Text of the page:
Panax Corp. yesterday closed down its Globe newspapers in Northern Virginia and sold the paper's name and circulation list to Journal Newspapers Inc., owners of a rival chain of suburban papers.

The transaction was announced by Geoffrey Edwards, vice president and general manager of the Journal and confirmed by Globe Publisher David A. Schansberg.

Edwards said the Journal group's Fairfax paper will be renamed the Fairfax Journal Globe and will be sent to Globe subscribers beginning next week.

The Journal company was approached by Panax "less than seven days" ago and offered an opportunity to acquire the Globe, Edwards said.

The deal was completed yesterday, after the weekly edition of the Globe was published. Thursday's Globe made no mention of the sale and Globe staff members were not told of it until late in the day.

Neither Edwards nor Schansberg would say how much the Journal paid for the Globe's name and subscribers.

The Globe has a weekly circulation of about 21,000 papers, most of it in Fairfax County. With the addition of the Globe subscribers, the Journal's Northern Virginia editions will have a combined circulation of about 70,000, Edwards said.

The Fairfax Journal, he added, will now have a circulation of about 55,000 copies a week, making it the second largest circulation paper in Fairfax County, after The Washington Post.

"It puts us ahead of The (Washington) Star and strengthens our position in the market," said Edwards, "We're becoming a much more important advertising medium in Fairfax County."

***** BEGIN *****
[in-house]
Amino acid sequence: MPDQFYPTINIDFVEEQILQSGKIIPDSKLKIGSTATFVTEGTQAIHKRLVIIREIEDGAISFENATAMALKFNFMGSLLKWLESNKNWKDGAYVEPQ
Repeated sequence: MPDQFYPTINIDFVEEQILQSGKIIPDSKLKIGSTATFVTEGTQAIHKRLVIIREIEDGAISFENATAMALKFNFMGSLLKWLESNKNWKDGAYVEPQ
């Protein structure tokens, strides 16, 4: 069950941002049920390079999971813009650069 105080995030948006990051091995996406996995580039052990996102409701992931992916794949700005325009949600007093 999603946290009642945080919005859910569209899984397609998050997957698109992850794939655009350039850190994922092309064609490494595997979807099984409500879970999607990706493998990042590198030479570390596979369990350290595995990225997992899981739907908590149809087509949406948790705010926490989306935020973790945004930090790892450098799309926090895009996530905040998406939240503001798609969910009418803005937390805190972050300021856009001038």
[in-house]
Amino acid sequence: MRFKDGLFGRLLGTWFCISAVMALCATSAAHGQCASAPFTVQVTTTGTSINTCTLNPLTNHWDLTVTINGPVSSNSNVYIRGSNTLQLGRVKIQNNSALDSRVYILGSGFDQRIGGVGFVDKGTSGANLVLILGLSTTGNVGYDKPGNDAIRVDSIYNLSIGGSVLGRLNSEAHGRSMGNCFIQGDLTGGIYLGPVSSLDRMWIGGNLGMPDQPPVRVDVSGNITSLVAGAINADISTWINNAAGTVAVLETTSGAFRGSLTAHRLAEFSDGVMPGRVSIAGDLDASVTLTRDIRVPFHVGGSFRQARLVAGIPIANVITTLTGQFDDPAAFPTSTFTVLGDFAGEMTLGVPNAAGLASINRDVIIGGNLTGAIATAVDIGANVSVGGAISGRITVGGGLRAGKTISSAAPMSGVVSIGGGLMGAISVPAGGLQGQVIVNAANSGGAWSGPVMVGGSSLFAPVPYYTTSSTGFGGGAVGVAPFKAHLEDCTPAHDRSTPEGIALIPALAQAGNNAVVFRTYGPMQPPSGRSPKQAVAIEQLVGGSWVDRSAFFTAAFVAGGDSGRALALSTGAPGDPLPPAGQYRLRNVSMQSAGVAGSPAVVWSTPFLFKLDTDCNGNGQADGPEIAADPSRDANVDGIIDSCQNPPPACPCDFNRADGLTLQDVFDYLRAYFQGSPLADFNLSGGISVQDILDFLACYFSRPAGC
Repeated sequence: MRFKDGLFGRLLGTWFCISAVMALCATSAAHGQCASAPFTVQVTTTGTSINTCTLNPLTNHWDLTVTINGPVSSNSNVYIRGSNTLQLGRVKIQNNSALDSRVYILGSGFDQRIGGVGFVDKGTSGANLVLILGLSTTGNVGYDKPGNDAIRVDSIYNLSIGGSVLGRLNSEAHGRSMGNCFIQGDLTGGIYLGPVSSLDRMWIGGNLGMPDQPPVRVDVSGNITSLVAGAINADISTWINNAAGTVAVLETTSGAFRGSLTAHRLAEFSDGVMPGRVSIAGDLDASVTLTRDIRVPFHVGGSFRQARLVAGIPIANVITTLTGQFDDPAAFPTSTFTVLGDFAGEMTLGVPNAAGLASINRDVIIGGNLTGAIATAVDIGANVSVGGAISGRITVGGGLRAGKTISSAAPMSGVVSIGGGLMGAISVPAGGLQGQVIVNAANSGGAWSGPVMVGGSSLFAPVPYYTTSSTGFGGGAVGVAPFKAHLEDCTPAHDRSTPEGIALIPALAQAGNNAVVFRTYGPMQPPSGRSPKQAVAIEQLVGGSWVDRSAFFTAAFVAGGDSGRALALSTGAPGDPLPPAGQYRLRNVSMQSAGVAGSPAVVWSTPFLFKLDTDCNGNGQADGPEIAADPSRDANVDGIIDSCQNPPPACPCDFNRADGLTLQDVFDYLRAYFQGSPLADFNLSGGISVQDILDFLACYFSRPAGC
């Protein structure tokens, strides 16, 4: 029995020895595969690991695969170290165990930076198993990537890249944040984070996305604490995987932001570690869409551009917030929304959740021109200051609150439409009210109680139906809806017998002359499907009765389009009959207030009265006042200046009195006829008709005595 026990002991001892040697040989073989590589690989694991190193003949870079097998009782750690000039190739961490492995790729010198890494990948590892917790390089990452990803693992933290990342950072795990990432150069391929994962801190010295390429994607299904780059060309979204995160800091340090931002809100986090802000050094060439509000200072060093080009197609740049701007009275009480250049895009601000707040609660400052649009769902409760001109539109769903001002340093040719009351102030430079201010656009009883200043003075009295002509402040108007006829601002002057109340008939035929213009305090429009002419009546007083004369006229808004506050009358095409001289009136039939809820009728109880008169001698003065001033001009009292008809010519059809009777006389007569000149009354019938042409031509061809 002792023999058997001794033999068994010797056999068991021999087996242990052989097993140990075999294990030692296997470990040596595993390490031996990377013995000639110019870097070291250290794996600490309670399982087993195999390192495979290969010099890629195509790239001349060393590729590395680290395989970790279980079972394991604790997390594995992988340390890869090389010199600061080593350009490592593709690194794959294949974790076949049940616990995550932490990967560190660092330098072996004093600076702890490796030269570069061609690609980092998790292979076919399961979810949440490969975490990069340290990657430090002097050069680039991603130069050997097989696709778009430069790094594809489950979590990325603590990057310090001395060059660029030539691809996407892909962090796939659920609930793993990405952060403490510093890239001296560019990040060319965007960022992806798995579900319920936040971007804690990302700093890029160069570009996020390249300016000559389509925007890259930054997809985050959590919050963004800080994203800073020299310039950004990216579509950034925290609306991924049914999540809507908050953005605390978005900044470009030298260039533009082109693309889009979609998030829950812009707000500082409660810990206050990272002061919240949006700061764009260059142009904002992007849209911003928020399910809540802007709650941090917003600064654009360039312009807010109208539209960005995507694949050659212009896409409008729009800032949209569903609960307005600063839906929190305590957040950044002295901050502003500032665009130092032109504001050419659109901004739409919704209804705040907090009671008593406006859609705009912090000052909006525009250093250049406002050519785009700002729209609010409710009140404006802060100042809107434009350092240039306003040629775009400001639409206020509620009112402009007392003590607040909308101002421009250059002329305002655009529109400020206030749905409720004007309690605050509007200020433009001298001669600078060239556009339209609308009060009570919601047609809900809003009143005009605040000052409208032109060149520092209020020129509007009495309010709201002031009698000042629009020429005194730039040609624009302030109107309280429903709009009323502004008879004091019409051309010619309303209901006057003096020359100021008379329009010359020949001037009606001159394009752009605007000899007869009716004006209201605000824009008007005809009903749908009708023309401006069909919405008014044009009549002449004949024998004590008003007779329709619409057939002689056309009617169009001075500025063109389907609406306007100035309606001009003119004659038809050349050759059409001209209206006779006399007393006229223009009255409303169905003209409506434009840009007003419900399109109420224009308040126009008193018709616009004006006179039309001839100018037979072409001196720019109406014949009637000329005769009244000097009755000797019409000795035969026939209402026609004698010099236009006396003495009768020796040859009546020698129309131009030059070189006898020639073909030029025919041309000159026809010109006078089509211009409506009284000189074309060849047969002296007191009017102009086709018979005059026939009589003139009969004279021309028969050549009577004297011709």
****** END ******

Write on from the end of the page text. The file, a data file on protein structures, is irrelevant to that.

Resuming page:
The Globe was purchased by Panax Corp. in the spring of 1977 from its previous owners, The McKeesport, Pa., Daily News. At that time, Panax also acquired the free-circulation Advertiser papers which are circulated in the Maryland suburbs. Panax will continue to publish the Advertisers and Antiques Observer, a bi-monthly with a national circulation.

The Journal will also acquire the Globe Merchant, a free circulation "shopper" that serves the Manassas area.

Headquartered in Michigan, Panax publishes some 50 newspapers, most of them weeklies. About 40 percent of Panax stock is owned by conservative publisher John P. McGoff, who once tried to buy The Washington Star.

The Securities and Exchange Commission has subpoened McGoff in an investigation into charges that he purchased control of Panax using $11.5 million secretly provided by the government of South Africa.

A South African government commission last summer reported that the $11.5 million was funneled to McGoff through a Swiss bank, in an apparent effort to buy a large newspaper that would be friendly to South Africa's policy of apartheid.

Schansberg would not comment on the reason Panax had decided to sell the Globe, but he denied reports that the paper is losing money.

Five years ago The Globe was the leading weekly in Fairfax County, with a circulation of about 25,000 compared with the Journal's 22,000.

With separate editions serving Alexandria, Arlington and Montgomery and Prince George's counties in Maryland, the Journal group has expanded rapidly in recent years. Edwards said the total circulation of the Journal papers is now more than 140,000 per week.

Until last January, the Globe included a tabloid insert, called The Washington Weekly, which carried mostly conservative political columnists. The Weekly was sold by Panax to a group headed by Lester Kinsolving, the publication's editor.